Connecticut legal circles were abuzz Thursday over news that prominent land-use attorney Dwight Merriam had been arrested two days earlier on misdemeanor domestic assault charges.
The Robinson & Cole partner took a leave of absence Wednesday afternoon from the firm where he’s served for about four decades.
Now, the question, ethics attorneys say, is whether he can make a comeback at 72 years old. Merriam has had a storied career as one of Connecticut’s most-respected land-use attorneys. But how he might fare at an Am Law 200 firm with offices in six states is a different story in the age of #MeToo, a movement against sexual harassment and assault.
“He can definitely come back from this,” said Miami-based ethics lawyer Brian Tannebaum, special counsel to BastAmron. ”On the face of it, this is not the kind of offense that would result in disbarment or suspension. But we are in an environment now where domestic violence is taken more seriously. I trust the firm is concerned about what the clients might think about the situation if they were to take him back.”
Robinson & Cole’s managing partner Stephen Goldman called the allegations against Merriam “shocking and extremely disturbing.” He told the Connecticut Law Tribune Thursday that Merriam’s leave of absence was a mutual decision.
“Robinson [&] Cole and its lawyers have been strong supporters of and participants in the fight against domestic violence,” Goldman wrote in a statement. “Lawyers in our firm serve in leadership positions in the Connecticut Coalition Against Domestic Violence and Interval House, and an initiative led by our lawyers created the Domestic Violence Restraining Order Program, providing free legal services to victims of domestic violence. Dwight himself has been a leader in the Connecticut and National Bar for 40 years.”
Goldman said it’s not clear how long Merriam’s leave would last.
“We know little about the factual basis of the allegations that have been made against Dwight,” he said. “But this is a very serious matter for our firm, and we will be monitoring this matter on an ongoing basis.”
Simsbury Police charged Merriam with disorderly conduct and simple assault. They charged Merriam after his fiancee accused him of chasing her around his house, assaulting her with a frying pan, and leaving a softball-sized red mark with purple overtones on her hip.
Jamie Sullivan, a legal ethics expert and partner with Howard, Kohn, Sprague & FitzGerald in Hartford, said he does not believe Connecticut’s Statewide Grievance Committee will address the matter.
“This has nothing to do with the practice of law,” said Sullivan, who co-authored “Connecticut Legal Ethics and Malpractice” with attorney Mark Dubois. “In order for the Statewide Grievance Committee to be interested in criminal conduct, the crime or infraction has to be very serious. … This does not even come close to rising to that level. The bar simply will not be interested in this.”
Grievance committee counsel Michael Bowler did not immediately respond to a request for comment.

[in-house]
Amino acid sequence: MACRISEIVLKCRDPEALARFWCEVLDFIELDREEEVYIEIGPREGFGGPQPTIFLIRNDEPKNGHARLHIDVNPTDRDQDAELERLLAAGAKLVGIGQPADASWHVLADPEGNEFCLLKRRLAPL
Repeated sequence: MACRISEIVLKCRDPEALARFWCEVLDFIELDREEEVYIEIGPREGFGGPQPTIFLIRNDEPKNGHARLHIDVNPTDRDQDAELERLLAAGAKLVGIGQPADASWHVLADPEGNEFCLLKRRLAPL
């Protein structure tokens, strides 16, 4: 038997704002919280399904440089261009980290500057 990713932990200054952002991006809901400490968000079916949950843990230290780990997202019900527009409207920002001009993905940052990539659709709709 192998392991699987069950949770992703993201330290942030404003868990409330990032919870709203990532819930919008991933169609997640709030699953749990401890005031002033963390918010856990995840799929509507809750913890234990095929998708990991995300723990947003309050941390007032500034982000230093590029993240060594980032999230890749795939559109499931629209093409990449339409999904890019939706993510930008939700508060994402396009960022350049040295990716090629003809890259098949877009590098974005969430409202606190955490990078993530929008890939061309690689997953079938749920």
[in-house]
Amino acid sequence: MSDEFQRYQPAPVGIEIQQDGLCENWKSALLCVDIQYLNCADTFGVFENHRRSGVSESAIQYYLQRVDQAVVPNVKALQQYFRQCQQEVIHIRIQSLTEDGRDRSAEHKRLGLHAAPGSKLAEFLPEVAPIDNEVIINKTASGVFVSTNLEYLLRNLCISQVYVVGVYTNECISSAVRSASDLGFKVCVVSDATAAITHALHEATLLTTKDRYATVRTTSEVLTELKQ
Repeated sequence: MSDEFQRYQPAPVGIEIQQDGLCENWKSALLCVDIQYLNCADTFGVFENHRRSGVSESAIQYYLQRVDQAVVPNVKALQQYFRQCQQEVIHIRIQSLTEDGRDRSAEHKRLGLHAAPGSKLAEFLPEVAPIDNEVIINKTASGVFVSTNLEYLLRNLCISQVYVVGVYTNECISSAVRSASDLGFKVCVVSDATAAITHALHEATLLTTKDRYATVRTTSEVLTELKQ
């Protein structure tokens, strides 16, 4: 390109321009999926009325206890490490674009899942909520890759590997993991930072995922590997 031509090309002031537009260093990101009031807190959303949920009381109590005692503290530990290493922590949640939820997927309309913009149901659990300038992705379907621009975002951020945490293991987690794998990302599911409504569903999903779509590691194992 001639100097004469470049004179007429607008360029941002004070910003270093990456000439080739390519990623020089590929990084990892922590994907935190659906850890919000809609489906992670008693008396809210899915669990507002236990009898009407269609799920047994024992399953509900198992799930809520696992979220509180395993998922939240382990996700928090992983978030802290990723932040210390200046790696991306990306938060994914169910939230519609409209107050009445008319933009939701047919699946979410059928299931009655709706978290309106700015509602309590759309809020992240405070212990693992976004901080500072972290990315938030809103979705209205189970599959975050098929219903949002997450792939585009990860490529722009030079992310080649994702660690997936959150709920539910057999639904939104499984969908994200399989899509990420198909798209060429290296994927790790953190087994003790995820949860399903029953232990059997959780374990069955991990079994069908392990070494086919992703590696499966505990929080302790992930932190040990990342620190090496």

Merriam serves on the Connecticut Law Tribune’s editorial board. His arrest will not affect that position, according to Joette Katz, who chairs the board.
Merriam’s future could depend on his agreement with Robinson & Cole: whether he owns shares, is entitled to a payout, or is subject to a morals clause that might cover criminal charges or other offenses. Goldman declined to address any of these issues.
The police report states Merriam met his fiancee at the University of Connecticut Law School, where he was a professor. It does not name the woman, but notes she is Russian.
The pair started dating in 2013, and he “paid for all of her school tuition,” according to the arrest report.
The report paints a picture of a relationship in which money was instrumental.
The woman told police she would sign a prenuptial agreement to protect Merriam’s assets if the couple married, and that the attorney would pay her $50,000 to return to Russia if they separated. She said Merriam refused to pay her the money, causing the argument to escalate,
Merriam confirmed to police that he and the woman argued over money, but said it was a verbal disagreement.
“Dwight said he was not going to pay her any money because he had already paid for all of her school tuition,” the report said.
Attorneys who know Merriam rallied to support him after news broke of his arrest. Among them: Sullivan, the ethics lawyer who has known Merriam for four years and has served with him on the Connecticut Law Tribune’s editorial board.
Merriam is “an honorable person whose word is solid,” according to Sullivan. “He has a wonderful sense of humor and is a proud father.”
Merriam’s daughter is a federal magistrate judge in Hartford.
Bob Mitchell, of Mitchell & Sheahan, called him “very good-natured.”
Meanwhile, Sullivan said Merriam’s case “is definitely being talked about” in legal circles, but he expects colleagues to support the attorney.
“They will stand behind him because ‘There, but for the grace of God, go I,’” Sullivan said. “That is why God made erasers.”